BTW, let me ask you:
We know a led works with a specific voltage (less than 5v. from Arduino) and specific current (less than Atmega pin current limits), that makes necessary to use a current limiter resistor in series with the led to reduce the voltage between anode/cathode and limit the current (it’s the First Ohm Law - like Worapoht said). Arduino can be used in many creative ways (artistic, toys, engineering) - but electronics is an exact science (almost ;)). So, why do you want to work with a led without its resistor on Arduino pins?

What is the purpose of your post? Do you want to blow a led? :wink:

Best regards.
Adilson.

I've run LEDs directly off the ATmega168. I'm running LEDs off it now. I'm running an LCD backlight off it too. I've only fried one thing - a green LED. But that was me being stupid so I deserved it. Wasn't even attached to the ATmega.

No one ever gives a straight no BS answer on it because no one seems to know. I took a wild assed guess and picked the +5v and 20ma and chose a resistor based on that and plugging in the LED's voltage.

People don't give a straight answer on this because it isn't cut and dried. If you want to drive leds off your pins and don't mind the occasional blown led you can get away with it (I had a bicolor led hooked up like that yesterday) - but no one is going to encourage you to go this route when a 220 ohm resistor costs so little and helps so much when the stray wire drops over your unprotected led leads plugged straight into i/o pins - hmm, what was that flash? Do I smell something?

I HAVE blown individual outputs on a chip. Not an Arduino, specifically, admittedly, but I just thought I put my more-than-2-cents-expensive experience into this discussion.

And I'd like to underline what an earlier poster said about a "failed" pin not necessarily being obvious. It may just be degraded, and subsequent to abuse "sort of" work.

Why take the chance?

I was wondering about the same issue, whether the I/O pins could drive an LED directly without burning out. The Atmega168 data sheet has a couple of figures which show (for a 5V supply) how the I/O pin voltage changes depending on current and whether the pin is high (sourcing current) or low (sinking current):

One LED I have is an NTE30121 Super Bright LED, which has specs of 30ma max and Vf typical of 3.3V. I think that Fig. 181 above shows that this LED would be overdriven, but would be under about 60ma at 25 degrees C, depending on the actual Vf at the higher current.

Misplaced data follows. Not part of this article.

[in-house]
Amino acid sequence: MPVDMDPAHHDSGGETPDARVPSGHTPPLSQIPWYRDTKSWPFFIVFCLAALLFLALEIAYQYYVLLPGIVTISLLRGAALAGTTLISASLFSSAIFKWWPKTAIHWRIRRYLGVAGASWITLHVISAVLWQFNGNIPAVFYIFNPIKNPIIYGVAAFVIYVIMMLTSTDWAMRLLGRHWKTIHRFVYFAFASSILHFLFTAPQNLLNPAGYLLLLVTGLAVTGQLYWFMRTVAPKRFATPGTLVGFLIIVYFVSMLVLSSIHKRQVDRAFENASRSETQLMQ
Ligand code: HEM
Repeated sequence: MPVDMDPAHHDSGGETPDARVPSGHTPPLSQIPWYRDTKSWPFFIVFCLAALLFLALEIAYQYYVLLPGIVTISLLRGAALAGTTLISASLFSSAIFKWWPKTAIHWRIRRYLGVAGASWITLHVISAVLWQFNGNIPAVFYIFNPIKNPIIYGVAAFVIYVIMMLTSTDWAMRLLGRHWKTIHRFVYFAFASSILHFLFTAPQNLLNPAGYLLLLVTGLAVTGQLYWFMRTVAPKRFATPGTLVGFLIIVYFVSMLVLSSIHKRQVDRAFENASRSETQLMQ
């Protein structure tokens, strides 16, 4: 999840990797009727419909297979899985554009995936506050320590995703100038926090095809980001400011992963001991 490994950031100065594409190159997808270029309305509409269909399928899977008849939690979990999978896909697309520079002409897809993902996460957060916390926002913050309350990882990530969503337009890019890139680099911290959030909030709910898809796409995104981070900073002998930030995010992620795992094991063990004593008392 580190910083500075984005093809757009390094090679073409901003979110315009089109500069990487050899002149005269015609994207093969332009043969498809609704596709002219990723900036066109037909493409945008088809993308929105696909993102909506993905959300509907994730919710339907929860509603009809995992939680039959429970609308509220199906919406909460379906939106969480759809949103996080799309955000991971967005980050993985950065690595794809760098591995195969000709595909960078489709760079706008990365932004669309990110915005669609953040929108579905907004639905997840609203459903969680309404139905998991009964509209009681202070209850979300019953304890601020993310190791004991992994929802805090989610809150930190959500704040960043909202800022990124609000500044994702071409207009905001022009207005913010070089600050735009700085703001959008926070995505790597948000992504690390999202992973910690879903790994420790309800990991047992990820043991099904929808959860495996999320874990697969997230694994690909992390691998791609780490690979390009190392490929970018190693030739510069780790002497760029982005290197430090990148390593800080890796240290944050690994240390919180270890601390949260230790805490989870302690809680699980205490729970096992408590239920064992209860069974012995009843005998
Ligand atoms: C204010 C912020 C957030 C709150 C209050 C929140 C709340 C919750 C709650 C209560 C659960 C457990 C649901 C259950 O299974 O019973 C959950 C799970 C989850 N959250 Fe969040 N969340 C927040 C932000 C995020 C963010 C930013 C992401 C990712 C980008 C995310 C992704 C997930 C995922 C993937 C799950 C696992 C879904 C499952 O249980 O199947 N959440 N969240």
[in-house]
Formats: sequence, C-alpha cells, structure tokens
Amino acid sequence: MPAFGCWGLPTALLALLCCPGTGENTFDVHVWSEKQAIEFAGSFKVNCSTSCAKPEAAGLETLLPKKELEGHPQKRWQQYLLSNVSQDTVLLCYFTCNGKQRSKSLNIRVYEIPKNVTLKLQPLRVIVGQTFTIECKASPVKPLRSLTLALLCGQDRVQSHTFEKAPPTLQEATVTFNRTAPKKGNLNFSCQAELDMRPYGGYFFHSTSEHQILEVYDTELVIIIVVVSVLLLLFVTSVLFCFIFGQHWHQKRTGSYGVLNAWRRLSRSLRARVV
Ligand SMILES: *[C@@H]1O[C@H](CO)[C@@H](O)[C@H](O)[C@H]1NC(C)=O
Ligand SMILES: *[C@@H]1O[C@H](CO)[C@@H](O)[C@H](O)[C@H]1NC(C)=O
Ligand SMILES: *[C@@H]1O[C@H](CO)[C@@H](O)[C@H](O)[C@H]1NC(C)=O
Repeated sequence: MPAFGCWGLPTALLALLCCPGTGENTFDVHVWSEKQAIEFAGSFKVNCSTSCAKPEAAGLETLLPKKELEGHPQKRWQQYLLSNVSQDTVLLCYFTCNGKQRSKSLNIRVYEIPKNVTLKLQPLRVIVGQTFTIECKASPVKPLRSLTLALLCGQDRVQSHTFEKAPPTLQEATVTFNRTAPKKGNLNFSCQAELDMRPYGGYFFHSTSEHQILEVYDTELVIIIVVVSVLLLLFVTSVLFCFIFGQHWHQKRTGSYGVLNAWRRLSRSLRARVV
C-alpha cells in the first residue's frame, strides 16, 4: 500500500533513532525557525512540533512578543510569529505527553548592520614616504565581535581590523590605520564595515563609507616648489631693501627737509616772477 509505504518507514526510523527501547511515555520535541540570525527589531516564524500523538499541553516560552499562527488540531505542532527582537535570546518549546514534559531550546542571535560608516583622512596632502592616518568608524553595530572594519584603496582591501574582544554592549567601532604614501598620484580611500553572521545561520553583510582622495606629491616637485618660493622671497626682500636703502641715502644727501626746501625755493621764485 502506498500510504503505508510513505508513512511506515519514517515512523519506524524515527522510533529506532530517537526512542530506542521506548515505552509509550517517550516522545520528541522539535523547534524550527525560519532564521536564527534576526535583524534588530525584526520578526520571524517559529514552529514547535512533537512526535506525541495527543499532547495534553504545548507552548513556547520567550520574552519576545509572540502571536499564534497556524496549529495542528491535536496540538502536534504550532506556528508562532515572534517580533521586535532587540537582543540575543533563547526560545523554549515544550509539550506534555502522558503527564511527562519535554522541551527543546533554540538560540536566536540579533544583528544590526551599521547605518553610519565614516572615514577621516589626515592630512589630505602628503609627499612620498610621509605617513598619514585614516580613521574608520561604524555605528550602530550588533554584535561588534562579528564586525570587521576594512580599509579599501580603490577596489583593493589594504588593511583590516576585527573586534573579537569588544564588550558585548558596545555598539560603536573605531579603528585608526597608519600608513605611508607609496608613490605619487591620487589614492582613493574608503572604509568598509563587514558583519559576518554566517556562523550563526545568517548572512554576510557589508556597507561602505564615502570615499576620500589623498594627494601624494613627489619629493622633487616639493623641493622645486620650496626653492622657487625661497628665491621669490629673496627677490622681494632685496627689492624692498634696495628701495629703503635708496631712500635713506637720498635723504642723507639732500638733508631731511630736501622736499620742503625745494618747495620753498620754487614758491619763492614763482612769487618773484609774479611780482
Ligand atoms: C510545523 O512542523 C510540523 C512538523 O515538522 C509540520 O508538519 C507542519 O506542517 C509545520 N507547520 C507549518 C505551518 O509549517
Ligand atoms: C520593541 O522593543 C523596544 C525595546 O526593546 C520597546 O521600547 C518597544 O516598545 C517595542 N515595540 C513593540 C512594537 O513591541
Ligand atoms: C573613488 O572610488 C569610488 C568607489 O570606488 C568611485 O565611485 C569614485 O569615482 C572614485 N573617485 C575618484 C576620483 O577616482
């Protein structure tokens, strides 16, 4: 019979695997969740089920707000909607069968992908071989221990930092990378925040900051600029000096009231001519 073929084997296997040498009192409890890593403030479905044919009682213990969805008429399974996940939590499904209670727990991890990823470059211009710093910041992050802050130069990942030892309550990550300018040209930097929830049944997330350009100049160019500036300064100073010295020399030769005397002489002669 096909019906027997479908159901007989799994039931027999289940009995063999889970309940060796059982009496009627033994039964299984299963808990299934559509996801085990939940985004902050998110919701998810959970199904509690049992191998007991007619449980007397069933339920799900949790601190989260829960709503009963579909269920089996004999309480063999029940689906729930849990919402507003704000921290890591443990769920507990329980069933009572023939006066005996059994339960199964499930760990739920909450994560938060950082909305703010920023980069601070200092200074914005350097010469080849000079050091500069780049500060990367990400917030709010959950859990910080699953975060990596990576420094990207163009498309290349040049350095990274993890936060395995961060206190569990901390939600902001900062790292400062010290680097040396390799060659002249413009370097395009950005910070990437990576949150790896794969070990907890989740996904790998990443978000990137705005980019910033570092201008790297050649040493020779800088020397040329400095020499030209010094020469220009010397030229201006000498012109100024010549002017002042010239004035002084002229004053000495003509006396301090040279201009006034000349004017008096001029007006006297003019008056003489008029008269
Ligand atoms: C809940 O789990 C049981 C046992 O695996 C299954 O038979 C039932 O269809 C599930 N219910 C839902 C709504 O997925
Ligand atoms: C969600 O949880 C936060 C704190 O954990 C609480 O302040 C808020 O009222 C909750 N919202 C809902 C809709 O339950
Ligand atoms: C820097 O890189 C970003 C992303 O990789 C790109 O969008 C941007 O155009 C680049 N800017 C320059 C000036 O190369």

In my case I wanted to drive a 5x7 LED matrix (LTP747) by applying an I/O pin low to one of the 7 rows and an I/O pin high to one of the 5 columns. In that case the current causes the high I/O pin to drop below 5v and the low I/O pin to rise above 0, with the LED taking up the resulting voltage drop.

The LTP747 specs show this Vf curve:

Trying different values of current shows that the operating current wiill be somewhere between 50-60ma at 25C. For example, at 60ma the source pin will drop to 3.3V and the sink pin will rise to 1.6 volts, leaving only 1.7V to drive the LED, right at the knee of the Vf curve.

The LTP747 LEDs are specced to handle 100ma max and 13 ma continuous. In my case I was only pulsing them briefly (~3% duty cycle), so that was in spec of the LEDs at least, if somewhatover spec on the Atmega168 I/O max current, but again not continuous. FWIW, bottom line it seems to work for me without any chip burnout problems so far.

If nothing else, these curves can help in determining what value of current-limiting resistor to use to get a desired current, accounting for actual pin voltages.

People don't give a straight answer on this because it isn't cut and dried. If you want to drive leds off your pins and don't mind the occasional blown led you can get away with it (I had a bicolor led hooked up like that yesterday) - but no one is going to encourage you to go this route when a 220 ohm resistor costs so little and helps so much when the stray wire drops over your unprotected led leads plugged straight into i/o pins - hmm, what was that flash? Do I smell something?

I've gathered from the rest of the thread that nobody seems to know, that first response just seemed like a smart-ass, 'don't be so lazy and go look here' where 'here' doesn't even have the answer.

I apologize for my reply to that response.

Anyway, I don't think it's so much the cost of a 220 ohm resistor as it is the simplicity of plugging a LED right into that convenient little socket on the board vs having to get out jumpers or a breadboard.

This is the best answer on the subject so far. I can probably work out what I need to know more precisely. Thanks.

I was wondering about the same issue, whether the I/O pins could drive an LED directly without burning out. The Atmega168 data sheet has a couple of figures which show (for a 5V supply) how the I/O pin voltage changes depending on current and whether the pin is high (sourcing current) or low (sinking current):

Oh, we're going to misunderstand the datasheet now. the graph that jmknapp show is "Pin Driver Strength".. That meaning this line is "Limitation" and allow chip working under this graph (SOA: Safe Operation Area). that's Hardware designer must be considering this..